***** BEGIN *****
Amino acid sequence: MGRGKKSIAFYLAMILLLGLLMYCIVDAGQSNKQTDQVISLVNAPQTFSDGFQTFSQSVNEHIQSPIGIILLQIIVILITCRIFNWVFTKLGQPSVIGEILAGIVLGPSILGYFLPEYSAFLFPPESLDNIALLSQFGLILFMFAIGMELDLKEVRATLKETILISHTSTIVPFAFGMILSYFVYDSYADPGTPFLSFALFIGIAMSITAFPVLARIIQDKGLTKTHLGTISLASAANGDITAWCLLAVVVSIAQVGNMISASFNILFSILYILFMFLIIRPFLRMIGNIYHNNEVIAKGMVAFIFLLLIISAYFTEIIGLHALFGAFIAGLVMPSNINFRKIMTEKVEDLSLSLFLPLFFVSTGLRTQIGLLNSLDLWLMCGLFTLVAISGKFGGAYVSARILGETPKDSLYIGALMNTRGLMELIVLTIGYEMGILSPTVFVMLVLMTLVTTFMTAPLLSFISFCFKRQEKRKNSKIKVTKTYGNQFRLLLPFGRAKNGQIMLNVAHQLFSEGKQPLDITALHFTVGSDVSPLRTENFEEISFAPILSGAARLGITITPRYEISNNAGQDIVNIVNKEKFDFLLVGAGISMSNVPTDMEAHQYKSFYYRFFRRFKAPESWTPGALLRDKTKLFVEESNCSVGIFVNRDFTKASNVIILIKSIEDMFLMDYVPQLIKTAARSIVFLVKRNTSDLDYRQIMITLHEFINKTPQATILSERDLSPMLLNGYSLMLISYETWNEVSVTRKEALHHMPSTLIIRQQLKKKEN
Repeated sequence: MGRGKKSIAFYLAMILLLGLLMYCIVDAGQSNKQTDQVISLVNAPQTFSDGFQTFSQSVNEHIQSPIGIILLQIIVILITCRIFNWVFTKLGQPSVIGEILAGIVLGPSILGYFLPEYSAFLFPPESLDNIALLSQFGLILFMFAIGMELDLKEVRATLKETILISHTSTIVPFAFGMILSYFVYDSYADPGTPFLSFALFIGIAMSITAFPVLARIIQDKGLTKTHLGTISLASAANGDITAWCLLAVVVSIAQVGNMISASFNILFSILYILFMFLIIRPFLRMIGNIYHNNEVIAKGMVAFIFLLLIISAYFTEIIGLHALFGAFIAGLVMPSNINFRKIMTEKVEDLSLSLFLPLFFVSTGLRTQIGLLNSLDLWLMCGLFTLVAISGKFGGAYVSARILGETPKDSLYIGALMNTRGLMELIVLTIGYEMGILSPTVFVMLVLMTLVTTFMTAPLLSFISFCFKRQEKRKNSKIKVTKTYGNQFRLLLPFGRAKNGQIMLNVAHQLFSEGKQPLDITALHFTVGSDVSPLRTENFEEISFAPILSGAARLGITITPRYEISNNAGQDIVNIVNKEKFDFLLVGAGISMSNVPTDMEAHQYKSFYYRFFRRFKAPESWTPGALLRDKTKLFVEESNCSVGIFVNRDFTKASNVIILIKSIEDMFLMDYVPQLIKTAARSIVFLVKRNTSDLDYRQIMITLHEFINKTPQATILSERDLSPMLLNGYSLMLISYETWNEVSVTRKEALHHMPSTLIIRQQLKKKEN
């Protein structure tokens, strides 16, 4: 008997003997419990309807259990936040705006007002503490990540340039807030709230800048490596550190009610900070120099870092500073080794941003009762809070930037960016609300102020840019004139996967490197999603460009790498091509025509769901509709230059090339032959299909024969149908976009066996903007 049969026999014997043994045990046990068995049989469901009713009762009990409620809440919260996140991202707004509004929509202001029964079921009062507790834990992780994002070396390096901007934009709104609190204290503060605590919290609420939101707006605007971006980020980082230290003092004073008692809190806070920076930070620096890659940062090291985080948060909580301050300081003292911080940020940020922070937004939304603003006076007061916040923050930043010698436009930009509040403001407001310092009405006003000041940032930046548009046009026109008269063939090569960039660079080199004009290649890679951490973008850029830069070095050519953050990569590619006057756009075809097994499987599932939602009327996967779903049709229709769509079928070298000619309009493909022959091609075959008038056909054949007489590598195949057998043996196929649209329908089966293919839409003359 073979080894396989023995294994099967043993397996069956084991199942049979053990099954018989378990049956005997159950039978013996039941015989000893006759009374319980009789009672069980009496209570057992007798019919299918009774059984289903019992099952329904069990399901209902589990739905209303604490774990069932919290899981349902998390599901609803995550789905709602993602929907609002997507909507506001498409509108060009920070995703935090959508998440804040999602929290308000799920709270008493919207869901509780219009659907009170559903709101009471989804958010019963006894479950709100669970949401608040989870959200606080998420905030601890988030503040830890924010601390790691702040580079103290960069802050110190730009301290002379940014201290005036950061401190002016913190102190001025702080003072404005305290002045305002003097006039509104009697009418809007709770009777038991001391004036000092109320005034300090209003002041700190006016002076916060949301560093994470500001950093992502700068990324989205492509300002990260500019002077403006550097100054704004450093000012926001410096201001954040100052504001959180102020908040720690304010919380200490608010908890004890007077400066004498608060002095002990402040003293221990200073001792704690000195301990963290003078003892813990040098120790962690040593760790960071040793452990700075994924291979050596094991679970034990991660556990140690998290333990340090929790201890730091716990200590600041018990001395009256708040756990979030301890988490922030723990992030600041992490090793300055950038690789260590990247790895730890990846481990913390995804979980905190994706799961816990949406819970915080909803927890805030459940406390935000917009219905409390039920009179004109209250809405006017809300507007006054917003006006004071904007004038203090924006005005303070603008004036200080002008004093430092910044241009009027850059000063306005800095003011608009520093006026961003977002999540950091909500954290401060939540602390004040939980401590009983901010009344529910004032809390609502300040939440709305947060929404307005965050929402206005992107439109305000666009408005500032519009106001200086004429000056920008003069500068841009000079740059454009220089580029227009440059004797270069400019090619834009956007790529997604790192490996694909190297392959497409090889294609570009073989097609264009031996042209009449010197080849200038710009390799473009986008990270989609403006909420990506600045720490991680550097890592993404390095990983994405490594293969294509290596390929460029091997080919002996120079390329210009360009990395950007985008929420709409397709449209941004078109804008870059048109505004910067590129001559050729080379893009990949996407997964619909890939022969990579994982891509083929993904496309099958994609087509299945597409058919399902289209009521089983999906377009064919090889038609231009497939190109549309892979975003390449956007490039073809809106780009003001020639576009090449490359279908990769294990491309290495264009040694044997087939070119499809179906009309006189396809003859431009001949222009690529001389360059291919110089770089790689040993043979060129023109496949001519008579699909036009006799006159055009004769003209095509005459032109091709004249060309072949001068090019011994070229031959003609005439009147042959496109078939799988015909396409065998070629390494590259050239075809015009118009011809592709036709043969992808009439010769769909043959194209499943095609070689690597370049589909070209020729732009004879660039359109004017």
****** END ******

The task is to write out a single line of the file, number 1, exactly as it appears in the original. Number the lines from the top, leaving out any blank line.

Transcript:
Amino acid sequence: MGRGKKSIAFYLAMILLLGLLMYCIVDAGQSNKQTDQVISLVNAPQTFSDGFQTFSQSVNEHIQSPIGIILLQIIVILITCRIFNWVFTKLGQPSVIGEILAGIVLGPSILGYFLPEYSAFLFPPESLDNIALLSQFGLILFMFAIGMELDLKEVRATLKETILISHTSTIVPFAFGMILSYFVYDSYADPGTPFLSFALFIGIAMSITAFPVLARIIQDKGLTKTHLGTISLASAANGDITAWCLLAVVVSIAQVGNMISASFNILFSILYILFMFLIIRPFLRMIGNIYHNNEVIAKGMVAFIFLLLIISAYFTEIIGLHALFGAFIAGLVMPSNINFRKIMTEKVEDLSLSLFLPLFFVSTGLRTQIGLLNSLDLWLMCGLFTLVAISGKFGGAYVSARILGETPKDSLYIGALMNTRGLMELIVLTIGYEMGILSPTVFVMLVLMTLVTTFMTAPLLSFISFCFKRQEKRKNSKIKVTKTYGNQFRLLLPFGRAKNGQIMLNVAHQLFSEGKQPLDITALHFTVGSDVSPLRTENFEEISFAPILSGAARLGITITPRYEISNNAGQDIVNIVNKEKFDFLLVGAGISMSNVPTDMEAHQYKSFYYRFFRRFKAPESWTPGALLRDKTKLFVEESNCSVGIFVNRDFTKASNVIILIKSIEDMFLMDYVPQLIKTAARSIVFLVKRNTSDLDYRQIMITLHEFINKTPQATILSERDLSPMLLNGYSLMLISYETWNEVSVTRKEALHHMPSTLIIRQQLKKKEN